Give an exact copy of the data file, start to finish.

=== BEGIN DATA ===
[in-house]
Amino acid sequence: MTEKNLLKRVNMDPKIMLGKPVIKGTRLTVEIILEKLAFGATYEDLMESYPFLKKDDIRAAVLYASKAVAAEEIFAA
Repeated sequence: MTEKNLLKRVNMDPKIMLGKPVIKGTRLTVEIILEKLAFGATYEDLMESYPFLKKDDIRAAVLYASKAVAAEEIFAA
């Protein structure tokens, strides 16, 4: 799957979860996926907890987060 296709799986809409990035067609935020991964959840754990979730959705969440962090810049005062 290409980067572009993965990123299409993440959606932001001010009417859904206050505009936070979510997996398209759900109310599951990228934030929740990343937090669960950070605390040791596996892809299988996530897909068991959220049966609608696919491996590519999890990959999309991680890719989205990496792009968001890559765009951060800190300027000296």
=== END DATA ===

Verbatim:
[in-house]
Amino acid sequence: MTEKNLLKRVNMDPKIMLGKPVIKGTRLTVEIILEKLAFGATYEDLMESYPFLKKDDIRAAVLYASKAVAAEEIFAA
Repeated sequence: MTEKNLLKRVNMDPKIMLGKPVIKGTRLTVEIILEKLAFGATYEDLMESYPFLKKDDIRAAVLYASKAVAAEEIFAA
């Protein structure tokens, strides 16, 4: 799957979860996926907890987060 296709799986809409990035067609935020991964959840754990979730959705969440962090810049005062 290409980067572009993965990123299409993440959606932001001010009417859904206050505009936070979510997996398209759900109310599951990228934030929740990343937090669960950070605390040791596996892809299988996530897909068991959220049966609608696919491996590519999890990959999309991680890719989205990496792009968001890559765009951060800190300027000296």